Opposition Queries Focus on Forestry, Customs

Opposition lawmaker Sam Rainsy on Tuesday demanded to know why forest revenues haven’t increased despite orders to end illegal logging, and why an import-inspection company has suspended its work with the government.

“Thanks to illegal logging, the country’s forest revenues for the first half of 1999 were less than $2 million,” Sam Rainsy maintained in a statement—a fraction of what the government projected it would generate.

“And recently, the finance minister, Keat Chhon, said the government was losing up to $2 million per month in revenue be­cause of smuggling. This is almost certainly connected to the [absence of an active] pre-shipping inspection service in Ca­mbodia.”

The two questions are the most recent in a series of weekly questions posed by the opposition party. According to article 96 of the Constitution, the government must respond to lawmakers’ questions within seven days. But Sam Rainsy reiterated that he has received no “adequate” answers to any of his questions regarding the economy despite the fact Prime Minister Hun Sen calls his government an “economic government.”

The first question refers to the collection of revenue from logging companies with legal concessions. Although the government projected much higher figures for 1999, some concessionaires earlier this year balked at paying after the government unilaterally quadrupled timber royalty rates.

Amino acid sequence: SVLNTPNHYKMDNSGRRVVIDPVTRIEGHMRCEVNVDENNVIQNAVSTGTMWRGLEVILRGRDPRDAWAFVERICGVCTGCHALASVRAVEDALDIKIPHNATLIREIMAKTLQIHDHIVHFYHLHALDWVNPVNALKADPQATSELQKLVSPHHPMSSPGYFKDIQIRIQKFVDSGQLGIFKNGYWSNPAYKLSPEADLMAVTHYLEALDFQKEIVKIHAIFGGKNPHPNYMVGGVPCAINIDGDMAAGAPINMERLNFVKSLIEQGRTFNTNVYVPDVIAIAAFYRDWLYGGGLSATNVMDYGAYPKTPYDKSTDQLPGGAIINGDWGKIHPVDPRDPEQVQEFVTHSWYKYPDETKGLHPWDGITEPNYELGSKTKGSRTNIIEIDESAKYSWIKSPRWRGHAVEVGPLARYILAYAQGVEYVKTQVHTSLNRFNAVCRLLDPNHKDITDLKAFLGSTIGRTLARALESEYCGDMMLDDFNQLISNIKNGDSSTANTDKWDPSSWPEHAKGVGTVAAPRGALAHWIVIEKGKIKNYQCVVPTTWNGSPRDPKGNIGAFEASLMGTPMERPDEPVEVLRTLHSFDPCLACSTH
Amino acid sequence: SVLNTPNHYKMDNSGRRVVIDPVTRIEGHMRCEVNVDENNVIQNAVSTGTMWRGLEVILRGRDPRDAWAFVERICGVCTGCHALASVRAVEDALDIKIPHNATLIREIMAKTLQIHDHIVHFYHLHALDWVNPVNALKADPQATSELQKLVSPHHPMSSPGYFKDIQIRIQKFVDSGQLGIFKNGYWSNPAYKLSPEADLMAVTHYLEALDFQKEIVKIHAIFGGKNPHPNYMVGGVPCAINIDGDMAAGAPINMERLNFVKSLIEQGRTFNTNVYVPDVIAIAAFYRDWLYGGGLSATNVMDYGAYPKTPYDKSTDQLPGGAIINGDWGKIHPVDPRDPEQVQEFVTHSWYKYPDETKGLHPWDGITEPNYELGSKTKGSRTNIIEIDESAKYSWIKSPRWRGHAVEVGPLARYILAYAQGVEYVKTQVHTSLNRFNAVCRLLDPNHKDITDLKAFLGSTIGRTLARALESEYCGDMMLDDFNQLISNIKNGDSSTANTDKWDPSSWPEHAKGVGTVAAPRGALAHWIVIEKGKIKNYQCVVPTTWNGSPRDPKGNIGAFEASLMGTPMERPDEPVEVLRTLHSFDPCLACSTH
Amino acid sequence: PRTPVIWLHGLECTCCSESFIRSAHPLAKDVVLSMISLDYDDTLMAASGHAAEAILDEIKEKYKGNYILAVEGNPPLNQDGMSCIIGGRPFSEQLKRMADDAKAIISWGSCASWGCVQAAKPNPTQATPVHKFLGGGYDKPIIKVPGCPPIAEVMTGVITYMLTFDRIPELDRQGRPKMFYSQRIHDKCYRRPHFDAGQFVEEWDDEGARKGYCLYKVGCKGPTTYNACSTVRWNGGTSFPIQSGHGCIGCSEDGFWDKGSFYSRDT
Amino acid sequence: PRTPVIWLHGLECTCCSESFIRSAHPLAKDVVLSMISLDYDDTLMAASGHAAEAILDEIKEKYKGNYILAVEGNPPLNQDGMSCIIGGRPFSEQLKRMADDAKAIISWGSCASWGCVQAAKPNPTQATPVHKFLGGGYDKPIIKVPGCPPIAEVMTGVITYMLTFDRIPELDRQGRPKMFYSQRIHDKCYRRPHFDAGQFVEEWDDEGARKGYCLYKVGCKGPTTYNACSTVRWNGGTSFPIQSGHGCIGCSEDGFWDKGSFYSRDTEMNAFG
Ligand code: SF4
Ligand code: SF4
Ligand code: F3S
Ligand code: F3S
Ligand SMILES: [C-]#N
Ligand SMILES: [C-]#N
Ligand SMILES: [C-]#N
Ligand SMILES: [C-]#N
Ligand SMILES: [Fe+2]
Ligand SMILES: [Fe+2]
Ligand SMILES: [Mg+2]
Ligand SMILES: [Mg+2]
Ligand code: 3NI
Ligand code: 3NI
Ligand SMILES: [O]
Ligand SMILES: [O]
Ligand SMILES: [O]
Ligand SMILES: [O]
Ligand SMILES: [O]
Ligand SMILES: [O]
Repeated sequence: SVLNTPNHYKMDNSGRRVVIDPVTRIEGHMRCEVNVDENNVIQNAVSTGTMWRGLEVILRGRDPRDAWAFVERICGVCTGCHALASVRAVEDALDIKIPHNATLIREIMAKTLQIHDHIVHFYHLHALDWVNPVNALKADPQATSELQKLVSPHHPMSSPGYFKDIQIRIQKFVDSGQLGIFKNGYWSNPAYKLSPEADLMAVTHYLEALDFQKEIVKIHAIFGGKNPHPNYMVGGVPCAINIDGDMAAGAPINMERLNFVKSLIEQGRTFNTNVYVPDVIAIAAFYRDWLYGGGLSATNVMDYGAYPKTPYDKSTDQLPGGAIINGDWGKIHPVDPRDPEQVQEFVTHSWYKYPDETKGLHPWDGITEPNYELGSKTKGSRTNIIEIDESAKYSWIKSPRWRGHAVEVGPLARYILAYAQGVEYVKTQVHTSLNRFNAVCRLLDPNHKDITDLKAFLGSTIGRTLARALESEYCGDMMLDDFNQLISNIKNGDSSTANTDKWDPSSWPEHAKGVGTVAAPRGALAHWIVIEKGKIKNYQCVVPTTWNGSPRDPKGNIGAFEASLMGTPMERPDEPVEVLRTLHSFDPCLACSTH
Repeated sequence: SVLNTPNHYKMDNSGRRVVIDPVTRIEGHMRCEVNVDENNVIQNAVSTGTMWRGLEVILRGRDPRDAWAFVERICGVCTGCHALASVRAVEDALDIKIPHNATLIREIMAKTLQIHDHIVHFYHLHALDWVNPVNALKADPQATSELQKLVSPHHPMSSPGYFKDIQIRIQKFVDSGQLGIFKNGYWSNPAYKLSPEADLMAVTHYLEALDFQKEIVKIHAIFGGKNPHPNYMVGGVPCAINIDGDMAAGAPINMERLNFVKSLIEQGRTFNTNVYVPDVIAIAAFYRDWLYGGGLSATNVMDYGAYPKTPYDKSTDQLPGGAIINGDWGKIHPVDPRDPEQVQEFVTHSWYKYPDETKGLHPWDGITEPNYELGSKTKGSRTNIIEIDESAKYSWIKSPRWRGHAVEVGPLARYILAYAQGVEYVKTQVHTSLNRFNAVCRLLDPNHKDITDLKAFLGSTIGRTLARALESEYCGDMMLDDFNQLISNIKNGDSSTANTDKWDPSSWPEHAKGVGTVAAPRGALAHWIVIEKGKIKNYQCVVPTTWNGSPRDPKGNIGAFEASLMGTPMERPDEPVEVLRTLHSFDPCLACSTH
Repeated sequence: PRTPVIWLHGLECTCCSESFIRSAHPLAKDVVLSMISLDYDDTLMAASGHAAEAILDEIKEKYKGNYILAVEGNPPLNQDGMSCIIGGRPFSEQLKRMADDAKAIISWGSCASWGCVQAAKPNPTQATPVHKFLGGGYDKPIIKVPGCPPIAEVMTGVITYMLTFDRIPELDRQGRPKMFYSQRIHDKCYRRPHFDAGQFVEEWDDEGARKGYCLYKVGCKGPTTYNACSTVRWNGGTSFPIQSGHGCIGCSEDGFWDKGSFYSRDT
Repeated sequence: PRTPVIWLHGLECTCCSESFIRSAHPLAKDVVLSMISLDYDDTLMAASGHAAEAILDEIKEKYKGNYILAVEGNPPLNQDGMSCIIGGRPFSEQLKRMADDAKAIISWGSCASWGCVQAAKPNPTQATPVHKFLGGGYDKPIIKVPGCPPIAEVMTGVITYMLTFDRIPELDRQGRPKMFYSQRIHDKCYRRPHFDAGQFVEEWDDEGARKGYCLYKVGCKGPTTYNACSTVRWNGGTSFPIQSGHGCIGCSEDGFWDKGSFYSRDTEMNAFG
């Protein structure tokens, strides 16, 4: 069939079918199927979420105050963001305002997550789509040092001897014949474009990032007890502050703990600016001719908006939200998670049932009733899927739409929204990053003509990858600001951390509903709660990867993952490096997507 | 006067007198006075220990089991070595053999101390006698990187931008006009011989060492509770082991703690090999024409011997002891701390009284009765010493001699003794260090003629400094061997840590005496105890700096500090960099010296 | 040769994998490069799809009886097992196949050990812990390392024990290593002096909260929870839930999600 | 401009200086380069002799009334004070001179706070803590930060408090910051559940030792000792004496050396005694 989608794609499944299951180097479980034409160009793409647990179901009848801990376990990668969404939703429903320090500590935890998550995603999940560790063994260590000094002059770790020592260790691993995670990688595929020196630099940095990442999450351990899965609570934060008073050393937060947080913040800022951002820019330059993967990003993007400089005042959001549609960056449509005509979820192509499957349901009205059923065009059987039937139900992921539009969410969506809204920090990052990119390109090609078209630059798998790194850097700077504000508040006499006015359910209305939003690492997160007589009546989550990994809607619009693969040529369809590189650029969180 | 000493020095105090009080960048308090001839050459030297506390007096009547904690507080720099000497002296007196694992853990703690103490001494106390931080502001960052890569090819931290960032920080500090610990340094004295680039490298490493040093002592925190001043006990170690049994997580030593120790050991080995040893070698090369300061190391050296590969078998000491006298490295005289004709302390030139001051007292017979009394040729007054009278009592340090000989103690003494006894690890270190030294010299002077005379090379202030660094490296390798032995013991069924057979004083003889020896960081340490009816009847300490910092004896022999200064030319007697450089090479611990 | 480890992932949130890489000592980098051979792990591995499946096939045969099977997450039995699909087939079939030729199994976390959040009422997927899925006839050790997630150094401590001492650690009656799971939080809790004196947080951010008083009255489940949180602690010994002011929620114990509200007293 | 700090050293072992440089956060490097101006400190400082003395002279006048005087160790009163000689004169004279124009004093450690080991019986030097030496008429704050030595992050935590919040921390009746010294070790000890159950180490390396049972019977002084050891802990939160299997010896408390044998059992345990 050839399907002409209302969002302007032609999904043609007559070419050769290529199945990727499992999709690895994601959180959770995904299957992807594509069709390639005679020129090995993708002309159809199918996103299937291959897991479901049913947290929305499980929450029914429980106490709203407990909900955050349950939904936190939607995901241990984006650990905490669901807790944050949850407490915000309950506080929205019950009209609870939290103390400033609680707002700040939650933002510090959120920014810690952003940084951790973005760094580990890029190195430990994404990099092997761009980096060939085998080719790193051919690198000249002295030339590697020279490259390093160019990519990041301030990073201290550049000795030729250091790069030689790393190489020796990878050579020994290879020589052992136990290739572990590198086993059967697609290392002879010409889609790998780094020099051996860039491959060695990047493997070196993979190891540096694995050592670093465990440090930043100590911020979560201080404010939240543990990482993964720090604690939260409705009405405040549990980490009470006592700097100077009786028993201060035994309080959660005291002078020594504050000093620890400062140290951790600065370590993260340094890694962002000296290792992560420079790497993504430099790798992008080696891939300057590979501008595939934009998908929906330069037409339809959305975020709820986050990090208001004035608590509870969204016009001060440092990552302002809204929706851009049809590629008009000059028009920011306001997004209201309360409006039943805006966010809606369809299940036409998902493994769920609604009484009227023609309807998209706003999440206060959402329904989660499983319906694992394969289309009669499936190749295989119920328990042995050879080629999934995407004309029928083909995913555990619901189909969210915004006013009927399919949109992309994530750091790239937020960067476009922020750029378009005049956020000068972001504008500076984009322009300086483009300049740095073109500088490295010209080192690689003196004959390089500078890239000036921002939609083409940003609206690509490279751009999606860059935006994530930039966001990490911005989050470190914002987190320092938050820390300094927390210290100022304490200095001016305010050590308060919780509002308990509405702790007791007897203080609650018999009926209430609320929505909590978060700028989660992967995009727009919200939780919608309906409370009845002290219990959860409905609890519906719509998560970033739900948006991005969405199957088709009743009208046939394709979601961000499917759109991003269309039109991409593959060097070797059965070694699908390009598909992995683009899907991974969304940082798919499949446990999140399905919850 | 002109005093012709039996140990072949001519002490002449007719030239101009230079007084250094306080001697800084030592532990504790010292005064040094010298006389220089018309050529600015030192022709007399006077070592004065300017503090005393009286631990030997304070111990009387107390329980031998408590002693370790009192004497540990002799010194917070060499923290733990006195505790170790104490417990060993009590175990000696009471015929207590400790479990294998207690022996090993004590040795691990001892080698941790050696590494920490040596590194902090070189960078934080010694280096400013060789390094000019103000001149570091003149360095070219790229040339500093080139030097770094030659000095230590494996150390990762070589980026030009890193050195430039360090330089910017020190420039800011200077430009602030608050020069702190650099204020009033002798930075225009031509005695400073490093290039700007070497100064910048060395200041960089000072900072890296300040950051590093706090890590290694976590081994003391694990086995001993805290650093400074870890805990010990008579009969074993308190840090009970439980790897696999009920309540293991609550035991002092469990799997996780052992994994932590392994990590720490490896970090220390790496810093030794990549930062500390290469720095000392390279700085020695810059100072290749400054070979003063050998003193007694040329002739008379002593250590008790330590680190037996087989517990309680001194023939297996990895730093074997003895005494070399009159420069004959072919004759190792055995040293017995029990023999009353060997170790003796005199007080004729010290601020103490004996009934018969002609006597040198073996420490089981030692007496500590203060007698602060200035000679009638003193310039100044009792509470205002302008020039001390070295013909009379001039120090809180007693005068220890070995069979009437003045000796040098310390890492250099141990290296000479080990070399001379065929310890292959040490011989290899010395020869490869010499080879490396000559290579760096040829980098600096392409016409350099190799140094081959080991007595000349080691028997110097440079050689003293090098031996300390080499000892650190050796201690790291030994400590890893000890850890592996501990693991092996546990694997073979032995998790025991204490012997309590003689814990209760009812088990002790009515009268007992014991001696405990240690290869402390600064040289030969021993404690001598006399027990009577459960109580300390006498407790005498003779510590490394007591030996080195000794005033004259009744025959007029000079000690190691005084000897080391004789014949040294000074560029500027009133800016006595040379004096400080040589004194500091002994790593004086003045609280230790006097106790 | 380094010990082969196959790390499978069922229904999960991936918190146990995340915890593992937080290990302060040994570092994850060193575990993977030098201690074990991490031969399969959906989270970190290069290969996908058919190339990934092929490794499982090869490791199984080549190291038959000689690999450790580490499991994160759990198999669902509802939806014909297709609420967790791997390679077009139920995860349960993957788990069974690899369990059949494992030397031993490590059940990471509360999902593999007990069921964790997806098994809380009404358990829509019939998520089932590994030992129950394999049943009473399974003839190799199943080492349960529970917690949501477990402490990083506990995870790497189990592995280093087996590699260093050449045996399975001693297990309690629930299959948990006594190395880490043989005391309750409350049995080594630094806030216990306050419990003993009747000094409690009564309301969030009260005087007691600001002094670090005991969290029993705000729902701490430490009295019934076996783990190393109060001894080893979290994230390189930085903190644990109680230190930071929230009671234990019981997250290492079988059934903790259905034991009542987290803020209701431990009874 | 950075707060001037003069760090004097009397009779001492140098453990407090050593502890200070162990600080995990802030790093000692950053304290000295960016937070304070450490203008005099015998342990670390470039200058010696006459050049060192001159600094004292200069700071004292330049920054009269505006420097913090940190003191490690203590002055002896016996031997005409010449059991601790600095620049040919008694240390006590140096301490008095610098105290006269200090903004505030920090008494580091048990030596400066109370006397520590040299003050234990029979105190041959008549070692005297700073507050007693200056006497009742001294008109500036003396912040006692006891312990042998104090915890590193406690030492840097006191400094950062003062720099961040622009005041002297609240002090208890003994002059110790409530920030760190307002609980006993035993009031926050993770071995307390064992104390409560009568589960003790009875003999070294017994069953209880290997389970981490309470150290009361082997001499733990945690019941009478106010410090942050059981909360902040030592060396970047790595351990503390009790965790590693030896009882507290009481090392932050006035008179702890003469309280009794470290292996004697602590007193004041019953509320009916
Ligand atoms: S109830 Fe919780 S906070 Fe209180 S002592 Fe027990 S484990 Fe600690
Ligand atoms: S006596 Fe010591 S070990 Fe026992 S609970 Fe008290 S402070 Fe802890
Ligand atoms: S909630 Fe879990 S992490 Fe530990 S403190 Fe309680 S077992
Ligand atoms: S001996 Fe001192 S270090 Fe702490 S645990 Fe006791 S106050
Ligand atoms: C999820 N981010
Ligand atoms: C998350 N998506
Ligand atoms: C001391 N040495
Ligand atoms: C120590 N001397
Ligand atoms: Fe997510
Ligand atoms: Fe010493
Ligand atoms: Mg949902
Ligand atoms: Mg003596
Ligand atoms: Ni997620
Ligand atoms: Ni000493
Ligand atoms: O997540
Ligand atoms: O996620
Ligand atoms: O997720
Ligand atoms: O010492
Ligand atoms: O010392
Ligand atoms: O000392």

The second inquiry refers to Switzerland-based Societe Generale de Surveil­lance’s announcement in July it would accept no further applications for pre-shipping inspections until further notice. While the company is continuing to report findings on earlier import applications, the opposition lawmaker said that SGS has “effectively withdrawn from Cambodia.”

“The official reason given for SGS’ withdrawal from Cambodia has been late payments by the customs department,” Sam Rainsy said in an interview. “But I think we should not be content to accept the official explanation. A fuller accounting is needed.”

SGS managers refused to comment Tuesday, noting the company’s chief executive is out of the country. But, said Leow Boon Hwi, a quality manager in the company’s economic affairs division: “I think the notice in the lobby [announcing a suspension of registered import advice] speaks for itself.”

Ministry of Finance officials said Tuesday they either were unfamiliar with Sam Rainsy’s statement or couldn’t comment.

In the three years since the government signed a five-year deal with SGS, largely under pressure from international lending groups, relations between the two have been marked by distrust. At the same time, however, finance officials have tended to publicly support the company’s presence as a safeguard against corruption.

Sam Rainsy suggested government pressure to “turn a blind eye” to dubious imports, such as a Taiwanese shipment of toxic waste that arrived in Sihanouk­ville last year, alerted SGS to the risks of operating in Cambodia.

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